There are nearly 25,000 chord shapes stored in the chord database. Users can select those they would like Acou6tics to use if they want to restrict the choices made by the library.
While the Acou6tics engine takes some of the heavy lifting out of using the various performance options, if you want to fully exploit the library, the combination of banks, keyswitches and trigger keys requires some exploration. By default, each instrument offers six banks. A bank can be thought of as a keyboard and sample configuration where the layout of the various keyswitches (that is, keys that control the performance and articulations rather than the actual notes or chords played) and ‘play range’ (the keys where you can trigger actual notes or chords) is defined. So, for example, Bank 1 provides a polyphonic mode with the maximum number of MIDI keys allocated to the play range (and hence fewer keys allocated to keyswitches or other performance options) while Bank 3 also provides a polyphonic mode but has a reduced play range to make room for keys to trigger picking within chords and sliding. Switching between these different banks is done via keyswitches laid out on notes C0 to F0. Within a particular bank, other keyswitch zones provide access to performance options so, for example, G0 provides a normal sustained note while A#0 can provide a slide into a note.
Other keyswitches, however, are described as trigger keys, and there are a good number of these. For example, a series of strum triggers provide options for full chords (all six strings) and various smaller voicings (for example, upper strings or lower strings only) and, in each case, downstrokes and upstrokes are provided. Whatever chord is played within the play range keys you can, therefore, create a strumming pattern based upon just playing these trigger keys. Picking is just as well served; the picking trigger keys simply allow you to simulate picking individual strings of any chord voiced within the play range. This works very well and, as elsewhere, you can dip into the settings to adjust exactly has this behavior operates. It’s all very flexible and very powerful. One final technical comment; with all these options for keyswitches (and the ability to create your own custom keyswitch layouts if you wish), you really don’t want to try and use Acou6tics with a 25-key MIDI controller keyboard; even with my 88-note keyboard I was occasionally reaching for the octave transpose button.
Hearing Is Believing
If you want to edit the behavior of Acou6tics then there are almost endless options and you can even define your own keyswitch layouts.
In exploring the various performance options, I focused my own experimentation on the steel-strung and nylon-strung guitars as these would be the instruments I would probably use most often. Legato playing is relatively straightforward and the only real challenge here is finding your way around the various performance articulations to you can add the appropriate slides, mutes and vibrato to create something believable. For slower melodic lines, this is not such a challenge, but if you are looking to play faster passages, then a little more practice is required. The same is true for strumming or picking chords; at slower tempos it is actually very easy, but if you want to get into something a bit more energetic, even with the impressive AI features, there is some keyboard practice required. Fortunately, in a sequencing context (as opposed to playing Acou6tics live), you can always build things up in multiple passes and via some MIDI editing.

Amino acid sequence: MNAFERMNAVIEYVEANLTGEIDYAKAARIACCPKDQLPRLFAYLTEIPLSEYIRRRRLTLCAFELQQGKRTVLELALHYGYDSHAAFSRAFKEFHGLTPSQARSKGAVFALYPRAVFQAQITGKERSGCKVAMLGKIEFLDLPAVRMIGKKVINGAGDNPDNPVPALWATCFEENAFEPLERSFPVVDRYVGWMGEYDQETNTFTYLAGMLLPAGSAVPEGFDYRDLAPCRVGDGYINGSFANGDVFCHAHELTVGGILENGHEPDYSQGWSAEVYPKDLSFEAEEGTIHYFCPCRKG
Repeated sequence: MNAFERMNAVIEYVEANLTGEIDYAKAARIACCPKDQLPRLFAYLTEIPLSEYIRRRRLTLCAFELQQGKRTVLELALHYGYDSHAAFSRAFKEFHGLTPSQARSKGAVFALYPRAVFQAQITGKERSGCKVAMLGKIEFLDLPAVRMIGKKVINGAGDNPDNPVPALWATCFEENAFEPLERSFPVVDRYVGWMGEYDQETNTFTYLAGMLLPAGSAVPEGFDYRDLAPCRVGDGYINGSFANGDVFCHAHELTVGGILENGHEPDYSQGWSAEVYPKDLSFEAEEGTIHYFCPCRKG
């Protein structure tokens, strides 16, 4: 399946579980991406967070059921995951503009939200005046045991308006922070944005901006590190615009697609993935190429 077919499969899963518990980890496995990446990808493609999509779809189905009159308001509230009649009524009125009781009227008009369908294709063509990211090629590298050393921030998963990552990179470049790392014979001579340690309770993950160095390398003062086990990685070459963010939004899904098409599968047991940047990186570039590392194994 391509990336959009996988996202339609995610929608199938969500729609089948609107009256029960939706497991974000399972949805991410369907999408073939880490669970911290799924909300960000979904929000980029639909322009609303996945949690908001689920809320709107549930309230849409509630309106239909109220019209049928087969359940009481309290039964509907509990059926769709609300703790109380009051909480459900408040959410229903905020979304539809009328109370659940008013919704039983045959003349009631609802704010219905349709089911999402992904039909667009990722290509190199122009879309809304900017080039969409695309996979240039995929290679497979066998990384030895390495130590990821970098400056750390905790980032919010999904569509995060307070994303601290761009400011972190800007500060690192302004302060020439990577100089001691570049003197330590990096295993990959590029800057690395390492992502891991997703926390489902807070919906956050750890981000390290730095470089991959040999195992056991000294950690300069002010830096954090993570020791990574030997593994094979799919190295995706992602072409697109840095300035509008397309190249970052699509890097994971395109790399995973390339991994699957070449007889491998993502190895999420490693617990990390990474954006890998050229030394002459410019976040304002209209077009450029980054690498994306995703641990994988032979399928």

A very pleasant surprise is how well these keyboard-based playing techniques then translated to the other instruments in the Acou6tics collection. They all sound great but, because the performance options are generally very consistent between the instruments, once I’d got to grips with picking or strumming on the steel- and nylon-strung guitars, I could bring those same techniques to the mandolin and ukulele. I don’t own a mandolin, so Acou6tics plugs that gap. However, I do own a ukulele. Frankly, for the odd occasion I need that instrument, the sound I can now get from Acou6tics, given a little practice, leaves my own uke dead in the water. Indeed, for basic playing techniques —which don’t take that long to get to grips with — I think this statement applies to all the Acou6tics instruments. They sound fabulous and, just as with the best of the virtual drummer instruments now available, you would have to try very hard in your average project studio to match the fidelity produced by Acou6tics once you had mastered the performance side of the instrument.
So will Acou6tics have me selling my modest acoustic guitar collection? Well, maybe not quite yet but, providing you put in the effort to learn the interface so you can squeeze the best out of the performance options, Acou6tics is capable of some breathtaking results. This library/virtual instrument is cheaper than even a half-decent acoustic guitar, let alone the multiple acoustic instruments included and the sits required to record them. In the right hands, Acou6tics could do for guitar players what BFD3 or Superior Drummer 2 has done for drummers — that is, for some music producers, make them superfluous. Whether you think that’s a good thing or not is another matter but, whatever your take on virtual versus real, Acou6tics is hugely impressive and I’m sure composers and music producers of all genres will buy it by the bucketload. Right, I’m off to sit in front of my keyboard and practice my (virtual) guitar playing…